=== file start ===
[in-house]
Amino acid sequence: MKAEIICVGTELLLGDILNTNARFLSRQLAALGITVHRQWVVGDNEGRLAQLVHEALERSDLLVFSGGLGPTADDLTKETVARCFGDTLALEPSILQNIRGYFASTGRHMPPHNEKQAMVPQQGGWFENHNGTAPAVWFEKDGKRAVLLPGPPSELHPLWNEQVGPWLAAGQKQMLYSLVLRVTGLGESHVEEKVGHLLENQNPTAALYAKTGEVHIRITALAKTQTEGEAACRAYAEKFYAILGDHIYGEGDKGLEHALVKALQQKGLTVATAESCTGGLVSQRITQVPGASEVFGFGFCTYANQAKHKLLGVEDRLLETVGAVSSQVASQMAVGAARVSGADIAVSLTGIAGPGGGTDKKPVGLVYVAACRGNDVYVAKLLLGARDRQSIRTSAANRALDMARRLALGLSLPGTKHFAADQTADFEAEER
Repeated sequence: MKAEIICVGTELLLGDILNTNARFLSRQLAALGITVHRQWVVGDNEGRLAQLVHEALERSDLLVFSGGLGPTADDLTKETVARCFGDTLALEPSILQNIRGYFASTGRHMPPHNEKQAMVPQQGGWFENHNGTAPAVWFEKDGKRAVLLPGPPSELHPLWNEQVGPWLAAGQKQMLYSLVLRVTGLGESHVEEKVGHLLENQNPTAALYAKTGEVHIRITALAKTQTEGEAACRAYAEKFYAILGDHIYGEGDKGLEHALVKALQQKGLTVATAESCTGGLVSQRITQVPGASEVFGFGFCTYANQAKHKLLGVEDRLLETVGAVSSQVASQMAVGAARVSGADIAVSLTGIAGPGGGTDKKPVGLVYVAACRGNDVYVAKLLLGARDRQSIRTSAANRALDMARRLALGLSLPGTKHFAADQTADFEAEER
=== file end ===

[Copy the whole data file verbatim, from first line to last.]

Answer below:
[in-house]
Amino acid sequence: MKAEIICVGTELLLGDILNTNARFLSRQLAALGITVHRQWVVGDNEGRLAQLVHEALERSDLLVFSGGLGPTADDLTKETVARCFGDTLALEPSILQNIRGYFASTGRHMPPHNEKQAMVPQQGGWFENHNGTAPAVWFEKDGKRAVLLPGPPSELHPLWNEQVGPWLAAGQKQMLYSLVLRVTGLGESHVEEKVGHLLENQNPTAALYAKTGEVHIRITALAKTQTEGEAACRAYAEKFYAILGDHIYGEGDKGLEHALVKALQQKGLTVATAESCTGGLVSQRITQVPGASEVFGFGFCTYANQAKHKLLGVEDRLLETVGAVSSQVASQMAVGAARVSGADIAVSLTGIAGPGGGTDKKPVGLVYVAACRGNDVYVAKLLLGARDRQSIRTSAANRALDMARRLALGLSLPGTKHFAADQTADFEAEER
Repeated sequence: MKAEIICVGTELLLGDILNTNARFLSRQLAALGITVHRQWVVGDNEGRLAQLVHEALERSDLLVFSGGLGPTADDLTKETVARCFGDTLALEPSILQNIRGYFASTGRHMPPHNEKQAMVPQQGGWFENHNGTAPAVWFEKDGKRAVLLPGPPSELHPLWNEQVGPWLAAGQKQMLYSLVLRVTGLGESHVEEKVGHLLENQNPTAALYAKTGEVHIRITALAKTQTEGEAACRAYAEKFYAILGDHIYGEGDKGLEHALVKALQQKGLTVATAESCTGGLVSQRITQVPGASEVFGFGFCTYANQAKHKLLGVEDRLLETVGAVSSQVASQMAVGAARVSGADIAVSLTGIAGPGGGTDKKPVGLVYVAACRGNDVYVAKLLLGARDRQSIRTSAANRALDMARRLALGLSLPGTKHFAADQTADFEAEER